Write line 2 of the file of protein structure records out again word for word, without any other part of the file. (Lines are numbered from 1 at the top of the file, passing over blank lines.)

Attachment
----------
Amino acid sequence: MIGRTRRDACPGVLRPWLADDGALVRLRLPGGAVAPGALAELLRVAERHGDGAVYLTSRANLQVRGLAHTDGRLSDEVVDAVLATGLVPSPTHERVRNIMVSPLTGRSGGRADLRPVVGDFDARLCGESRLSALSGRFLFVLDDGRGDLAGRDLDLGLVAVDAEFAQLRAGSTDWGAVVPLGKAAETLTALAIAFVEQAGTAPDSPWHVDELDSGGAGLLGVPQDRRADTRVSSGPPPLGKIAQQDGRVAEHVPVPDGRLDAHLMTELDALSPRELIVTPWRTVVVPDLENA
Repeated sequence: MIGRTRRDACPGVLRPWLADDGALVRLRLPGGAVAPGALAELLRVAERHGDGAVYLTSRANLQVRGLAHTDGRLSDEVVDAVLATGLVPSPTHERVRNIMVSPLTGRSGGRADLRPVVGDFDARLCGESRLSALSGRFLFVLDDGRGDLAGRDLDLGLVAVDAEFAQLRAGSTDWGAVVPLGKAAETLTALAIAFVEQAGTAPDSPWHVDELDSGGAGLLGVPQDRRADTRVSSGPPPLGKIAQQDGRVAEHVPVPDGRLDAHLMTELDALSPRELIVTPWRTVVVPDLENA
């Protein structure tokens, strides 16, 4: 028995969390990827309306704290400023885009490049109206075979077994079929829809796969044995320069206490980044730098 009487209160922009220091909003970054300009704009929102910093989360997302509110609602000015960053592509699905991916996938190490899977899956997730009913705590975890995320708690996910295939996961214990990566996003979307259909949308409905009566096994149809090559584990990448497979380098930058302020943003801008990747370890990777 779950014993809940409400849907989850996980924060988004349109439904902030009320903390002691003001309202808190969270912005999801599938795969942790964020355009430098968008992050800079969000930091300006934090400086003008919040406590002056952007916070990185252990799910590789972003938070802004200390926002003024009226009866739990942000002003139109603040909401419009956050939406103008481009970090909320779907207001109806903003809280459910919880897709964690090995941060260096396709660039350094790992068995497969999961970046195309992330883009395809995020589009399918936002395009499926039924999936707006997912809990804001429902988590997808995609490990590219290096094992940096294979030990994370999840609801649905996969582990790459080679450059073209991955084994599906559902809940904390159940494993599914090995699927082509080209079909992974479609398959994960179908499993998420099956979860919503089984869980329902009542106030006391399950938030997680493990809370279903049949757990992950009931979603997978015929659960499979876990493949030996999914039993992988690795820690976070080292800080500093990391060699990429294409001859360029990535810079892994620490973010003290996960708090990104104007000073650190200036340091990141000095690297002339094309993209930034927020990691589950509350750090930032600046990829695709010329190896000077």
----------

Repeated sequence: MIGRTRRDACPGVLRPWLADDGALVRLRLPGGAVAPGALAELLRVAERHGDGAVYLTSRANLQVRGLAHTDGRLSDEVVDAVLATGLVPSPTHERVRNIMVSPLTGRSGGRADLRPVVGDFDARLCGESRLSALSGRFLFVLDDGRGDLAGRDLDLGLVAVDAEFAQLRAGSTDWGAVVPLGKAAETLTALAIAFVEQAGTAPDSPWHVDELDSGGAGLLGVPQDRRADTRVSSGPPPLGKIAQQDGRVAEHVPVPDGRLDAHLMTELDALSPRELIVTPWRTVVVPDLENA